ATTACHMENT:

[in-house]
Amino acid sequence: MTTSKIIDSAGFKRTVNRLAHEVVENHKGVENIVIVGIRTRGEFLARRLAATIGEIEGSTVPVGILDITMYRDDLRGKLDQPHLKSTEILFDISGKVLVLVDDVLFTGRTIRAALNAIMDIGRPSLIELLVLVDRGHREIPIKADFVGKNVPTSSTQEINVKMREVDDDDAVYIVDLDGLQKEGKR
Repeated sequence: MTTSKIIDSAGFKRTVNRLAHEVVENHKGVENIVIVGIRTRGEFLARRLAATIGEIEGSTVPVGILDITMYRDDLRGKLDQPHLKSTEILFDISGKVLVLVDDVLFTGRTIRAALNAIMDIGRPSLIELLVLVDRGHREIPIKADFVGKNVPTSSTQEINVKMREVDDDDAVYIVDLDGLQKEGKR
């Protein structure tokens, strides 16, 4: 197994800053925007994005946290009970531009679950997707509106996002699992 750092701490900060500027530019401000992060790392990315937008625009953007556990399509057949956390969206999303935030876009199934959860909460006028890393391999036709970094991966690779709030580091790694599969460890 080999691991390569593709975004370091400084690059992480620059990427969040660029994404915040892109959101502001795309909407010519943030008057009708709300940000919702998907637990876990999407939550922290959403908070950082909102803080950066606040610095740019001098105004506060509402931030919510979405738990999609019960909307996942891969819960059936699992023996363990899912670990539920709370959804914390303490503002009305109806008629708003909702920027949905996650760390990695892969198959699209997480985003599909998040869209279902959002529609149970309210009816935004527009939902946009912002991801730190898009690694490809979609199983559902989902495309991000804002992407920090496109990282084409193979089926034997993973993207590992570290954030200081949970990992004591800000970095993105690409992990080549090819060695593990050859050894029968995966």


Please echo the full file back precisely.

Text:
[in-house]
Amino acid sequence: MTTSKIIDSAGFKRTVNRLAHEVVENHKGVENIVIVGIRTRGEFLARRLAATIGEIEGSTVPVGILDITMYRDDLRGKLDQPHLKSTEILFDISGKVLVLVDDVLFTGRTIRAALNAIMDIGRPSLIELLVLVDRGHREIPIKADFVGKNVPTSSTQEINVKMREVDDDDAVYIVDLDGLQKEGKR
Repeated sequence: MTTSKIIDSAGFKRTVNRLAHEVVENHKGVENIVIVGIRTRGEFLARRLAATIGEIEGSTVPVGILDITMYRDDLRGKLDQPHLKSTEILFDISGKVLVLVDDVLFTGRTIRAALNAIMDIGRPSLIELLVLVDRGHREIPIKADFVGKNVPTSSTQEINVKMREVDDDDAVYIVDLDGLQKEGKR
């Protein structure tokens, strides 16, 4: 197994800053925007994005946290009970531009679950997707509106996002699992 750092701490900060500027530019401000992060790392990315937008625009953007556990399509057949956390969206999303935030876009199934959860909460006028890393391999036709970094991966690779709030580091790694599969460890 080999691991390569593709975004370091400084690059992480620059990427969040660029994404915040892109959101502001795309909407010519943030008057009708709300940000919702998907637990876990999407939550922290959403908070950082909102803080950066606040610095740019001098105004506060509402931030919510979405738990999609019960909307996942891969819960059936699992023996363990899912670990539920709370959804914390303490503002009305109806008629708003909702920027949905996650760390990695892969198959699209997480985003599909998040869209279902959002529609149970309210009816935004527009939902946009912002991801730190898009690694490809979609199983559902989902495309991000804002992407920090496109990282084409193979089926034997993973993207590992570290954030200081949970990992004591800000970095993105690409992990080549090819060695593990050859050894029968995966």